Furthermore, I would like to comment on the pres-elect. In her last column, Ivins spoke forcefully against the troop surge.
"We are the people who run this country. We are the deciders. And every single day, every single one of us needs to step outside and take some action to help stop this war. Raise hell. Think of something to make the ridiculous look ridiculous...We need people in the streets, banging pots and pans and demanding, "Stop it, now!"
Of course, I totally oppose the riots erupting in France (not that Molly was asking us to riot), but we need to stand up against neoconservatism wherever it stands, even if they won't admit that it's their agenda (Bush always said one thing "lower taxes for middle class citizens" and did the other, promoting corporate welfare and increasing the tax burden for the rest of us). Now Sarko has said he'd respect the center but he also said he respected Royal (and during debate he continously provoked her over and over and shed crocodile tears over the prospect of an angry prez "To be president of the republic, one must be calm" and said that her partner Hollande "must not like himself" for stating he hated the rich, to which Sego should have replied, "I am your opponent").
So we all have to stand up and say "non" when they try to take away civil liberties, we all have to stand up and say "non" when they put CEOs on welfare at the expense of small businesses. But, I can assure you, French citizens, that as much as you may dislike him, most of it will be because your expectations of government is too high. Simply put, Sarko can not possibly, in no way, shape, or form, be more incompetent or uncaring as Mr. Bush.
But that doesn't mean you shouldn't turn out the vote in June.
by pelcan on Fri May 11th, 2007 at 06:40:16 PM EST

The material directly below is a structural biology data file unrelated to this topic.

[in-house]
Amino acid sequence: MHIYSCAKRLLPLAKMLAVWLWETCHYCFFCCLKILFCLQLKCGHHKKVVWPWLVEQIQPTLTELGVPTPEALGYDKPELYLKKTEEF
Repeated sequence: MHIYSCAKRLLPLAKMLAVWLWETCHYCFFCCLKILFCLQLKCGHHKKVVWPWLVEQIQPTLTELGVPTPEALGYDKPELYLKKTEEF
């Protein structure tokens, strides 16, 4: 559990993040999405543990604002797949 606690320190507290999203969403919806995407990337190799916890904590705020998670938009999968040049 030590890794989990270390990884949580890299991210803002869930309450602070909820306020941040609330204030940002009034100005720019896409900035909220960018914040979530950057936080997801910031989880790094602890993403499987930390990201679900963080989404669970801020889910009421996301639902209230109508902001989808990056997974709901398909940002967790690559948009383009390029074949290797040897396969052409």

Another thing : there are no such lists of people who might be sympathetic to your side. Without public party affiliations, nor primaries with participation indicating which side one feels a part of, it limits the GOTV possibilities. The only GOTV possibility is facilitating old people's vote, as was done in some part of Paris by the right wing.

Un roi sans divertissement est un homme plein de misères
by linca (antonin POINT lucas AROBASE gmail.com) on Sat May 12th, 2007 at 06:03:20 AM EST
[ Parent ]
Actually, parties can buy information of people from magazines (New Yorker-liberal, hunting mags-conservative) and can tell by the car you drive (Hummer-conservative, Toyota-liberal) whether or not you are likely to vote for a certain party. This one is correct, in fact CA guv Schwarzenegger (one of the few GOPers I respect, by the way) targeted what people buy for get-out-the-vote calling. Sorry if I was not clear enough on the lists. As for France, I do not know if you can buy consumer info from liberal publications, although a call to every union member should help, with the union's okay, that is.


by pelcan on Sat May 12th, 2007 at 10:00:27 PM EST
[ Parent ]